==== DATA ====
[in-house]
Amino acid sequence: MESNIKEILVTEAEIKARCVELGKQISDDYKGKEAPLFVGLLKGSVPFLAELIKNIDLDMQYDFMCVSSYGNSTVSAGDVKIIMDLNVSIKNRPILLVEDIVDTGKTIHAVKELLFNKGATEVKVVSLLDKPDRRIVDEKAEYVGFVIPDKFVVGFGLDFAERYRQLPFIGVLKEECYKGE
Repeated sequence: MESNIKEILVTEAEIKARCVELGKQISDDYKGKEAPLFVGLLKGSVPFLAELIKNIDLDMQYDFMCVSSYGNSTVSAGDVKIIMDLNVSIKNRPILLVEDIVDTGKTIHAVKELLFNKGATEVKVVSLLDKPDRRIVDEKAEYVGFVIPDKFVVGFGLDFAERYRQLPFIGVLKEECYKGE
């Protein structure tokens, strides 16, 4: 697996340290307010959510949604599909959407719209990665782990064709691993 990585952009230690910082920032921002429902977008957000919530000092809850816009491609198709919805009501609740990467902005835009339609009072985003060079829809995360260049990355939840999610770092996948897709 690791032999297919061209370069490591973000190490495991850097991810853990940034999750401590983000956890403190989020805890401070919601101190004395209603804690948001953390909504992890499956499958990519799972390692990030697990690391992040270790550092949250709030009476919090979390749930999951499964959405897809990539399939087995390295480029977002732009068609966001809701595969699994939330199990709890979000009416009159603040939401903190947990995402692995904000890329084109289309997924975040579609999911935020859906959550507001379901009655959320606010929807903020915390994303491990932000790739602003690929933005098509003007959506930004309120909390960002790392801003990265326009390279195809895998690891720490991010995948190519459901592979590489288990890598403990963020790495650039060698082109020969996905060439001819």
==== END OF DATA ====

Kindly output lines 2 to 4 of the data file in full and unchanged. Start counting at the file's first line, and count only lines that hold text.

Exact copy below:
Amino acid sequence: MESNIKEILVTEAEIKARCVELGKQISDDYKGKEAPLFVGLLKGSVPFLAELIKNIDLDMQYDFMCVSSYGNSTVSAGDVKIIMDLNVSIKNRPILLVEDIVDTGKTIHAVKELLFNKGATEVKVVSLLDKPDRRIVDEKAEYVGFVIPDKFVVGFGLDFAERYRQLPFIGVLKEECYKGE
Repeated sequence: MESNIKEILVTEAEIKARCVELGKQISDDYKGKEAPLFVGLLKGSVPFLAELIKNIDLDMQYDFMCVSSYGNSTVSAGDVKIIMDLNVSIKNRPILLVEDIVDTGKTIHAVKELLFNKGATEVKVVSLLDKPDRRIVDEKAEYVGFVIPDKFVVGFGLDFAERYRQLPFIGVLKEECYKGE
């Protein structure tokens, strides 16, 4: 697996340290307010959510949604599909959407719209990665782990064709691993 990585952009230690910082920032921002429902977008957000919530000092809850816009491609198709919805009501609740990467902005835009339609009072985003060079829809995360260049990355939840999610770092996948897709 690791032999297919061209370069490591973000190490495991850097991810853990940034999750401590983000956890403190989020805890401070919601101190004395209603804690948001953390909504992890499956499958990519799972390692990030697990690391992040270790550092949250709030009476919090979390749930999951499964959405897809990539399939087995390295480029977002732009068609966001809701595969699994939330199990709890979000009416009159603040939401903190947990995402692995904000890329084109289309997924975040579609999911935020859906959550507001379901009655959320606010929807903020915390994303491990932000790739602003690929933005098509003007959506930004309120909390960002790392801003990265326009390279195809895998690891720490991010995948190519459901592979590489288990890598403990963020790495650039060698082109020969996905060439001819």